Nima Ali Yusuf, 24, was indicted by a federal grand jury on Friday on charges of conspiracy to provide material support to terrorists, conspiracy to provide material support to al-Shabaab and lying to a government agency investigating a terrorist matter.

Yusuf appeared in federal court Monday for an arraignment after being arrested Friday, according to the U.S. attorney’s office in San Diego. A hearing is scheduled for Thursday to determine whether she should be granted bail.

Assistant U.S. Attorney Sabrina L. Féve declined to comment Monday afternoon on the case until that court hearing.

Yusuf is the fourth Somali native living in San Diego to be charged this month with aiding al-Shabaab, a militia that has links to al-Qaeda. The group wants to establish an Islamic state in that war-torn country.

About 10,000 Somalis live in San Diego, mostly in the City Heights neighborhood, making it the second largest Somali community in the United States, behind Minnesota’s Twin Cities.

The indictment of Yusuf, unsealed Monday, sheds little light on what she is alleged to have done or how it may be connected to the other three people who so far have been charged.

It charges her with conspiring to provide personnel and money to al-Shabaab. It also says that on Sept. 22, she told agents with the FBI and U.S. Customs and Border Protection that she had not sent any money to Somalia in the preceding year, though the indictment states that she knew at the time that was false…


Piracy spawns booming insurance sector

November 23, 2010

A finance industry publication called Out of the Storm News published an illuminating interview on Nov. 8 with executive Greg Bangs about the growing market for piracy insurance.  Rather than get slowed down, shipping companies would rather pay ransoms as quickly as possible to their crews’ Muslim captors, necessitating a typical insurance policy of $3-5 million in coverage.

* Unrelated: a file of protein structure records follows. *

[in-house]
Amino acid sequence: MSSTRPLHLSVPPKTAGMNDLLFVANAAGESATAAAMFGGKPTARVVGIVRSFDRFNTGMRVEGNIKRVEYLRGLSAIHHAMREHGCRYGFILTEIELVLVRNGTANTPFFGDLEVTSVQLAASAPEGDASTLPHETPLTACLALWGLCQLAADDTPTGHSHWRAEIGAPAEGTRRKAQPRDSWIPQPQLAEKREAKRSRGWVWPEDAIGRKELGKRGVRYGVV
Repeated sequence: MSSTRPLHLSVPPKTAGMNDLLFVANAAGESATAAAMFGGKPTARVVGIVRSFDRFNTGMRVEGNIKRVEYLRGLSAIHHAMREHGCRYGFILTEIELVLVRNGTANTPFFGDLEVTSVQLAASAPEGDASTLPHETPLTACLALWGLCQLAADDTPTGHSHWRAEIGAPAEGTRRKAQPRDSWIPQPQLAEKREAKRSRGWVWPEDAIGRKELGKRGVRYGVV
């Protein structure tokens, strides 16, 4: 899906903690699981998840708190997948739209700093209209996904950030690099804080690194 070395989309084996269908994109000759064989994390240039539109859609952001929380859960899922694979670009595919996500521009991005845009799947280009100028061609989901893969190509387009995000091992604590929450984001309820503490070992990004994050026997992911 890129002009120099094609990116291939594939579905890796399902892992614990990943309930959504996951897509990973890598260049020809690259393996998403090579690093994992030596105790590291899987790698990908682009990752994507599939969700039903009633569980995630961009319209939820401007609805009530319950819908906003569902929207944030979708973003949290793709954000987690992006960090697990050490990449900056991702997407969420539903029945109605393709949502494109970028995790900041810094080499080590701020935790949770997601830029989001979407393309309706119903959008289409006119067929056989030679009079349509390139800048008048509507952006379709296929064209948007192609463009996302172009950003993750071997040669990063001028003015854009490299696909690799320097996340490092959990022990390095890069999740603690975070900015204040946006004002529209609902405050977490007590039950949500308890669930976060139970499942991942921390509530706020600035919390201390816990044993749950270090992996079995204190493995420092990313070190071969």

Naturally it’s a good market for insurers.  But it’s even better for the pirates.  In its entirety:

Pirates and Piracy Insurance

By Lena Goodwin

The majority of pirates come from Somalia, which has not had a functional government in more than 15 years.  At current, pirates in this region are holding 19 ships with 428 hostages.

The primary industry at target appears to be oil tankers — however it is not the oil the pirates are after, but something more valuable, the people.  The loot these days is in the ransom.

If there is a delay in shipment, companies lose money, so the reality is that most companies choose to pay the asked ransoms.

And as a result, piracy insurance was born.

We recently captured an interview with Greg Bangs, Worldwide Product Manager for Crime and Kidnap and Ransom Insurance, at the Chubb Group of Insurance Companies, regarding his thoughts on pirates, insurance and the current trends in this market.

OOTS:    Do you feel piracy is on the rise? If so, why?

GB:        Piracy is definitely on the rise and is a huge problem in Somalia. As of nine months 2009 there were 34 hijackings, compared to 35 hijackings for the same period this year.  Although this is a seemingly slight rise in hijackings, the organization of the attacks is better both in development and execution. The region suffers from two distinct monsoon seasons which hampers the pirates’ efforts during the summer and the winter periods. But, as soon as the monsoon seasons pass, the attacks increase.  We are also seeing the attacks increase in Nigeria and Indonesia.  The pirates are getting more aggressive; they are boarding vessels, assaulting crew members and stealing from the ship itself.